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There are different types of bill of lading - Read here

Bills of Lading in Sets

The bills of lading are issued to the shipper in sets of three or four; if three copies are issued, one is retained by the master or broker; two copies are dispatched, one usually by express mail, to the buyer, or to any other addressee of the cargo, i.e. the consignee.

If the shipper and the consignee have agreed to use a letter of credit as a method of payment, the copies would be tendered to the shipper's bank together with the other shipping documents in return for the price for the goods shipped. By the endorsement and delivery of the bills of lading to any sub-buyer, the latter as assignees steps into the consignee's shoes and, on arrival of the ship at the port of destination, the sub-buyer can take immediate delivery on presenting the bills of lading representing the lot he has purchased from the importer, who will usually be the consignee.

Important Points Master Should note when Signing Bills of Lading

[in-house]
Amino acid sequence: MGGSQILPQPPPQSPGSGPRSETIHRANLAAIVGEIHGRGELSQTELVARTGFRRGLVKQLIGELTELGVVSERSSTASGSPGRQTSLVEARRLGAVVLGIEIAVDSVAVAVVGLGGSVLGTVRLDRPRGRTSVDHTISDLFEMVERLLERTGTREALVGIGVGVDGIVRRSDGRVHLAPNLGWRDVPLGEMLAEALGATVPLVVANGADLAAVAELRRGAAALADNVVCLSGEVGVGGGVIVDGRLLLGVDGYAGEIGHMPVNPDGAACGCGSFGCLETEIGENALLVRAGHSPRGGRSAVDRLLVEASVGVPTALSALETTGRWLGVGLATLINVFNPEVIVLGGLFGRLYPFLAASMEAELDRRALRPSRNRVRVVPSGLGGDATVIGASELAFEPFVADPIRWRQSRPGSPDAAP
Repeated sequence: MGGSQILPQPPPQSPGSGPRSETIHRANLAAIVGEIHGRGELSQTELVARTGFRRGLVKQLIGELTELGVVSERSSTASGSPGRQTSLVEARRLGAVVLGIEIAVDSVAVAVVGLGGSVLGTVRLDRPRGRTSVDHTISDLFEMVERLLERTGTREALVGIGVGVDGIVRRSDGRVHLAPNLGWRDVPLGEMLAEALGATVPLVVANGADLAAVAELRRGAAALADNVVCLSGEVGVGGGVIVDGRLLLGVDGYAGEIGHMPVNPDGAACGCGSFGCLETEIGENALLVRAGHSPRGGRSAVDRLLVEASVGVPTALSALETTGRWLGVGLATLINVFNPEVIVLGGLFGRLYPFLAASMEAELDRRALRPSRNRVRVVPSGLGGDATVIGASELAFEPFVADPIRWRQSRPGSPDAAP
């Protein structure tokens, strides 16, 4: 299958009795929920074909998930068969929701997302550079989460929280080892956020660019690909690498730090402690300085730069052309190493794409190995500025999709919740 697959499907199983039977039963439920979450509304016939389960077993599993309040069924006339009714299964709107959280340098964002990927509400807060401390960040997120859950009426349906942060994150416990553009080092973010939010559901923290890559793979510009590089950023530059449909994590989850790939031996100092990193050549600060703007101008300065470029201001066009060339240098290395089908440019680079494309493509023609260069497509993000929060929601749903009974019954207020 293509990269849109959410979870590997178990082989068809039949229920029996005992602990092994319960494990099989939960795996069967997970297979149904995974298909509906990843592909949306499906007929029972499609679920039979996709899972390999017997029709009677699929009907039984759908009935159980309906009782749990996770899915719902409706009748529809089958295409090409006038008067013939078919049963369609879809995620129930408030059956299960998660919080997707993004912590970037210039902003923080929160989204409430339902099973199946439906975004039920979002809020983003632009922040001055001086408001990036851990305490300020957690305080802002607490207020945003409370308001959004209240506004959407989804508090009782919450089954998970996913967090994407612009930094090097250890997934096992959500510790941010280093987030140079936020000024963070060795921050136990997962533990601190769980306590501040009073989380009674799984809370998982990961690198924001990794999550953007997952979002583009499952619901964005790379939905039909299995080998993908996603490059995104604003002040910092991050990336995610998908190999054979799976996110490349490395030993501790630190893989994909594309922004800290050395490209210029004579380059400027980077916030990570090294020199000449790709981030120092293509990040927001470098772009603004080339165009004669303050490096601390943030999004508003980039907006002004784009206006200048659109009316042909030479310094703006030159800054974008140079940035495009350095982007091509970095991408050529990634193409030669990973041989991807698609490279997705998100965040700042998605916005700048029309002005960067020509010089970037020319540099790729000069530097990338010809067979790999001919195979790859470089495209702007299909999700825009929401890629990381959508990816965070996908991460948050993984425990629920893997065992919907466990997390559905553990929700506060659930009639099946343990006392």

1. Check the date on the Bill of Lading, it should be date of shipment as shown on the Mate's Receipt. NEVER sign a post dated or antedated bill, as this could be for a fraud.
  2. Check the description of the cargo that the shipper has put on the bill against the description on the Mate's receipt. Subject to precautions with regard to making bill foul, transfer any endorsement on the Mate's receipt to the bill of lading.
  3. If the bill of lading is in foreign language, request a translation. If this cannot be obtained, endorse the bill in English with quantities taken from Mate's Receipt.
  4. Check that the port of delivery is one to which you are bound and that it is within the range of ports permitted by the charter party and crew management.
  5. Check that the number of original Bills presented for signature corresponds with the number of bills stated to have issued, if it does not then amend the bill of lading.
  6. Where carriage is under a charter party, check that the terms of the charter party are incorporated into the bill of lading.
  7. Check that any freight rate on the bill of lading is not prejudicial to any freight rate in the charter party, and if dead freight or demurrage is outstanding, that these are endorsed on the bill of lading.